Table 1 summarises the average number of self-consistent and all selected genes as well as their ratios for all investigated sets and methods. It is clear that the RF-ACE algorithm selected the most genes for all sets, with values ranging from 62% to 99% of all present genes in a set. However, in the case of the Colon and SRBCT sets, the fraction SCSs was negligible, while in the case of the Leukaemia and Prostate datasets, it reached only approximately 20%. These results suggest that this method produces a large number of false positives that overwhelm the signal.

Table 1 Selection consistency analysis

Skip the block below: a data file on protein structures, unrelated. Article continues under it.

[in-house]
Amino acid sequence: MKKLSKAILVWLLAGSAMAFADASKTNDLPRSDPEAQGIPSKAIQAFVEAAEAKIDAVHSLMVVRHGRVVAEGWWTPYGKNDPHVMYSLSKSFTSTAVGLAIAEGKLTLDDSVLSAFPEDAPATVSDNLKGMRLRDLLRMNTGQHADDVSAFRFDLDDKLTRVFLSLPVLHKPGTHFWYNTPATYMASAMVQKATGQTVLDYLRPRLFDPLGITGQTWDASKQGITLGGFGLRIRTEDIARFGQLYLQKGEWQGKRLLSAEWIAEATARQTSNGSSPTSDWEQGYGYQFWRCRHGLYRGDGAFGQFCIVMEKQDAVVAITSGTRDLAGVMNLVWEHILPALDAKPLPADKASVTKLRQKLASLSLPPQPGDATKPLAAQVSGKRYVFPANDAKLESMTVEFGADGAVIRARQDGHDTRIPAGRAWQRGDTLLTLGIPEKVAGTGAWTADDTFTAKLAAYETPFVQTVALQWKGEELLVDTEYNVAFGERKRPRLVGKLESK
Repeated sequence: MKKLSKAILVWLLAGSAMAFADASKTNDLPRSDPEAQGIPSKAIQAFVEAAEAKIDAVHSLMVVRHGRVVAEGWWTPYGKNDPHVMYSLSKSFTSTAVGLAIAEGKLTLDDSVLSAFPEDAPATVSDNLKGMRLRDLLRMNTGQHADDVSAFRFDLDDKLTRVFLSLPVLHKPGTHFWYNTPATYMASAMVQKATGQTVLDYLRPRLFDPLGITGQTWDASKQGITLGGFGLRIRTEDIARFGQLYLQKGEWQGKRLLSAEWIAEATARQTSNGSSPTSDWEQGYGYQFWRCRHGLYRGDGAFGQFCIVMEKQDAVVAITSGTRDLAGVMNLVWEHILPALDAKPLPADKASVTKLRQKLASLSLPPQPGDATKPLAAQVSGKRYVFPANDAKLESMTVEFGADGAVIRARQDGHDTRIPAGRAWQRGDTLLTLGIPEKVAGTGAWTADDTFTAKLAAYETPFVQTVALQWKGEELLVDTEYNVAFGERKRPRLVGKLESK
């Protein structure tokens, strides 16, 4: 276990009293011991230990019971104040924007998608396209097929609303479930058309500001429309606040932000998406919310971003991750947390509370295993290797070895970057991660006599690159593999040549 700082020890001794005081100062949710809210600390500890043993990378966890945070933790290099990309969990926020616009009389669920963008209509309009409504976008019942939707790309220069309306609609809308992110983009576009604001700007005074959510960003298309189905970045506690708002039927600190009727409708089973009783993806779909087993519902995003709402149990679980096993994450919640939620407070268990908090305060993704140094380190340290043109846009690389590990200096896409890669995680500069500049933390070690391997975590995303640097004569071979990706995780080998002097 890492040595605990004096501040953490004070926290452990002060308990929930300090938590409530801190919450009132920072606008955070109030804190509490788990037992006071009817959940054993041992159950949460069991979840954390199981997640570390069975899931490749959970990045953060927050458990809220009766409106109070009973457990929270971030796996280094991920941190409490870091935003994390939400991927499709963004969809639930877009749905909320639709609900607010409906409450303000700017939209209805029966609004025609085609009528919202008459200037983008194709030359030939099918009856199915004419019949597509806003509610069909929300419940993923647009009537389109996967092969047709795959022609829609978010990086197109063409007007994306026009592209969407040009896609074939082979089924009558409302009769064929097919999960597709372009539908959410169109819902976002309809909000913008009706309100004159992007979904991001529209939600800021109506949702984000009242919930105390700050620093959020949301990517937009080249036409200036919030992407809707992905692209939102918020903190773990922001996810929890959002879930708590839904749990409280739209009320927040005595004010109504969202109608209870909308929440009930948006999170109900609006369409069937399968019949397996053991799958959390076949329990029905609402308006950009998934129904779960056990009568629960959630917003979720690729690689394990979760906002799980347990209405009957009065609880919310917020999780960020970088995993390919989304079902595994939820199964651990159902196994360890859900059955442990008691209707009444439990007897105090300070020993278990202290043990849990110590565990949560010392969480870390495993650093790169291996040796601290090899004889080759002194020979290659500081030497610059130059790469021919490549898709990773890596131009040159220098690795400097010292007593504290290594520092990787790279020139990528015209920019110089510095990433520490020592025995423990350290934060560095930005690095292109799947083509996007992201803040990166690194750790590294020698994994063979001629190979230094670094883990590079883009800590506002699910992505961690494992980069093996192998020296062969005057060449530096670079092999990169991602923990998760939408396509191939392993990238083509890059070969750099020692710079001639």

Overall, the highest number of SCSs were produced by the Boruta method; in the best cases, the SCSs covered 56–64% of all selections and approximately 55% on average. While more SCSs were found in all sets using the Random Ferns importance measure than with any of the Random Forest-based measures, the difference was noticeable only in the case of the Prostate set. Moreover, the use of both algorithms led to very similar SCS ratios. Out of the Random Forest-based importance measures, there was no measure that was clearly the best, but the raw importance measure seemed to be the most reliable choice. The increase in the Random Ferns depth parameter consistently contributed to an increase in the number of genes found by the Boruta method. For the Colon, Leukemia and Prostate datasets this effect was accompanied by a proportional increase in the number of SCSs, which caused the SCS ratio to be approximately constant. This was not the case for the SRBCT set, however. In the SRBCT set, the number of SCSs did not increase and, therefore, its ratio dropped with the fern depth. Still, the overall performance of the Boruta method was surprisingly stable across the investigated importance sources, and it is unlikely that an incorrect set-up will substantially diminish its performance.